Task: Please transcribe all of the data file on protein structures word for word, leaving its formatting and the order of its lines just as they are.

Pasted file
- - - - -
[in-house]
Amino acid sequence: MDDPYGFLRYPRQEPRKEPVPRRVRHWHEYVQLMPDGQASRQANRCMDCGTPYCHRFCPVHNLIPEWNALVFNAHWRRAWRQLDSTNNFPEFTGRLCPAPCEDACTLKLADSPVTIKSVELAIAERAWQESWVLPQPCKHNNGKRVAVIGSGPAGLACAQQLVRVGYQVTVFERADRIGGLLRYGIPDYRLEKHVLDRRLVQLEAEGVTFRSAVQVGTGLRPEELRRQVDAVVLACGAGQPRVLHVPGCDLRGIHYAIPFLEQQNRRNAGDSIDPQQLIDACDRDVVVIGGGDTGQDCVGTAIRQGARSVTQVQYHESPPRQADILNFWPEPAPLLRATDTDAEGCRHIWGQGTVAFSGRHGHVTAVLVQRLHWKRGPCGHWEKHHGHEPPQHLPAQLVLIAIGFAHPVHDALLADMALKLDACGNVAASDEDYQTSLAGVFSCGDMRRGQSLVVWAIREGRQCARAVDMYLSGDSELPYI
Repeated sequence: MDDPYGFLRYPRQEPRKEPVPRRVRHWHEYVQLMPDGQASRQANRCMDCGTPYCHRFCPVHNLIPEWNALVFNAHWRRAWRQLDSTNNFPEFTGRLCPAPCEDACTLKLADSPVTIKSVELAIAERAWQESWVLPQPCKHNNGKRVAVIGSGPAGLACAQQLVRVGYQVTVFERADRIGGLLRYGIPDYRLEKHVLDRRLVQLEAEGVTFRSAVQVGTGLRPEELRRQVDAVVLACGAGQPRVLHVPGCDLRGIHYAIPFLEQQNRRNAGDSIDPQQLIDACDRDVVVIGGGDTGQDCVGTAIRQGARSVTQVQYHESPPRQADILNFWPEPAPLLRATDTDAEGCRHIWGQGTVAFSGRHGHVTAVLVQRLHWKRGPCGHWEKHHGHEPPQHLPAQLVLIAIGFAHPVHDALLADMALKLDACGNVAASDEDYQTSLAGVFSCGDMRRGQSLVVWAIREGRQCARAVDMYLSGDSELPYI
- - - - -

[in-house]
Amino acid sequence: MDDPYGFLRYPRQEPRKEPVPRRVRHWHEYVQLMPDGQASRQANRCMDCGTPYCHRFCPVHNLIPEWNALVFNAHWRRAWRQLDSTNNFPEFTGRLCPAPCEDACTLKLADSPVTIKSVELAIAERAWQESWVLPQPCKHNNGKRVAVIGSGPAGLACAQQLVRVGYQVTVFERADRIGGLLRYGIPDYRLEKHVLDRRLVQLEAEGVTFRSAVQVGTGLRPEELRRQVDAVVLACGAGQPRVLHVPGCDLRGIHYAIPFLEQQNRRNAGDSIDPQQLIDACDRDVVVIGGGDTGQDCVGTAIRQGARSVTQVQYHESPPRQADILNFWPEPAPLLRATDTDAEGCRHIWGQGTVAFSGRHGHVTAVLVQRLHWKRGPCGHWEKHHGHEPPQHLPAQLVLIAIGFAHPVHDALLADMALKLDACGNVAASDEDYQTSLAGVFSCGDMRRGQSLVVWAIREGRQCARAVDMYLSGDSELPYI
Repeated sequence: MDDPYGFLRYPRQEPRKEPVPRRVRHWHEYVQLMPDGQASRQANRCMDCGTPYCHRFCPVHNLIPEWNALVFNAHWRRAWRQLDSTNNFPEFTGRLCPAPCEDACTLKLADSPVTIKSVELAIAERAWQESWVLPQPCKHNNGKRVAVIGSGPAGLACAQQLVRVGYQVTVFERADRIGGLLRYGIPDYRLEKHVLDRRLVQLEAEGVTFRSAVQVGTGLRPEELRRQVDAVVLACGAGQPRVLHVPGCDLRGIHYAIPFLEQQNRRNAGDSIDPQQLIDACDRDVVVIGGGDTGQDCVGTAIRQGARSVTQVQYHESPPRQADILNFWPEPAPLLRATDTDAEGCRHIWGQGTVAFSGRHGHVTAVLVQRLHWKRGPCGHWEKHHGHEPPQHLPAQLVLIAIGFAHPVHDALLADMALKLDACGNVAASDEDYQTSLAGVFSCGDMRRGQSLVVWAIREGRQCARAVDMYLSGDSELPYI